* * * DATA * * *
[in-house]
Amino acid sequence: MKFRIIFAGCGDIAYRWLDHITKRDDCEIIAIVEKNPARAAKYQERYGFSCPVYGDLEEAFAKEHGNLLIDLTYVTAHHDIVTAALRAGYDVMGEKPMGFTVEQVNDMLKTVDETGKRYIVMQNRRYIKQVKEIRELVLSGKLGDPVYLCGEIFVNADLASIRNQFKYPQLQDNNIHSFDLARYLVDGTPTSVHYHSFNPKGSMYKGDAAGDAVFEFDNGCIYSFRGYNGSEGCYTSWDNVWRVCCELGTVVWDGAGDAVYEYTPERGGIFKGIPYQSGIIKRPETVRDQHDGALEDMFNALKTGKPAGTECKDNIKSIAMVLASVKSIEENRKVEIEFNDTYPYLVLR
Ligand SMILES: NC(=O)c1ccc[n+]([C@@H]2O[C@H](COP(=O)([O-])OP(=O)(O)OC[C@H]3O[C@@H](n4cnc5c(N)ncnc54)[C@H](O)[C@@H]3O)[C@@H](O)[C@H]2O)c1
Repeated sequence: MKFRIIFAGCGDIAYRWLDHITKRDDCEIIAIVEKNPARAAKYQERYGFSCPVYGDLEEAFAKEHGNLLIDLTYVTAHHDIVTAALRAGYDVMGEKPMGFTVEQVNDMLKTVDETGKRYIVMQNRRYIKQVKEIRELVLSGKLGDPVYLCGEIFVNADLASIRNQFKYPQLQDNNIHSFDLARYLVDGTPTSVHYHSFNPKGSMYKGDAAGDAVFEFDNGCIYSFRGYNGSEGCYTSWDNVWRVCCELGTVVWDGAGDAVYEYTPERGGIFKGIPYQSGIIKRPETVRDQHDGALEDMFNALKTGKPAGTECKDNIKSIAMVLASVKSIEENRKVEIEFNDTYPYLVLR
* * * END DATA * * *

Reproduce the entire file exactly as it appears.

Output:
[in-house]
Amino acid sequence: MKFRIIFAGCGDIAYRWLDHITKRDDCEIIAIVEKNPARAAKYQERYGFSCPVYGDLEEAFAKEHGNLLIDLTYVTAHHDIVTAALRAGYDVMGEKPMGFTVEQVNDMLKTVDETGKRYIVMQNRRYIKQVKEIRELVLSGKLGDPVYLCGEIFVNADLASIRNQFKYPQLQDNNIHSFDLARYLVDGTPTSVHYHSFNPKGSMYKGDAAGDAVFEFDNGCIYSFRGYNGSEGCYTSWDNVWRVCCELGTVVWDGAGDAVYEYTPERGGIFKGIPYQSGIIKRPETVRDQHDGALEDMFNALKTGKPAGTECKDNIKSIAMVLASVKSIEENRKVEIEFNDTYPYLVLR
Ligand SMILES: NC(=O)c1ccc[n+]([C@@H]2O[C@H](COP(=O)([O-])OP(=O)(O)OC[C@H]3O[C@@H](n4cnc5c(N)ncnc54)[C@H](O)[C@@H]3O)[C@@H](O)[C@H]2O)c1
Repeated sequence: MKFRIIFAGCGDIAYRWLDHITKRDDCEIIAIVEKNPARAAKYQERYGFSCPVYGDLEEAFAKEHGNLLIDLTYVTAHHDIVTAALRAGYDVMGEKPMGFTVEQVNDMLKTVDETGKRYIVMQNRRYIKQVKEIRELVLSGKLGDPVYLCGEIFVNADLASIRNQFKYPQLQDNNIHSFDLARYLVDGTPTSVHYHSFNPKGSMYKGDAAGDAVFEFDNGCIYSFRGYNGSEGCYTSWDNVWRVCCELGTVVWDGAGDAVYEYTPERGGIFKGIPYQSGIIKRPETVRDQHDGALEDMFNALKTGKPAGTECKDNIKSIAMVLASVKSIEENRKVEIEFNDTYPYLVLR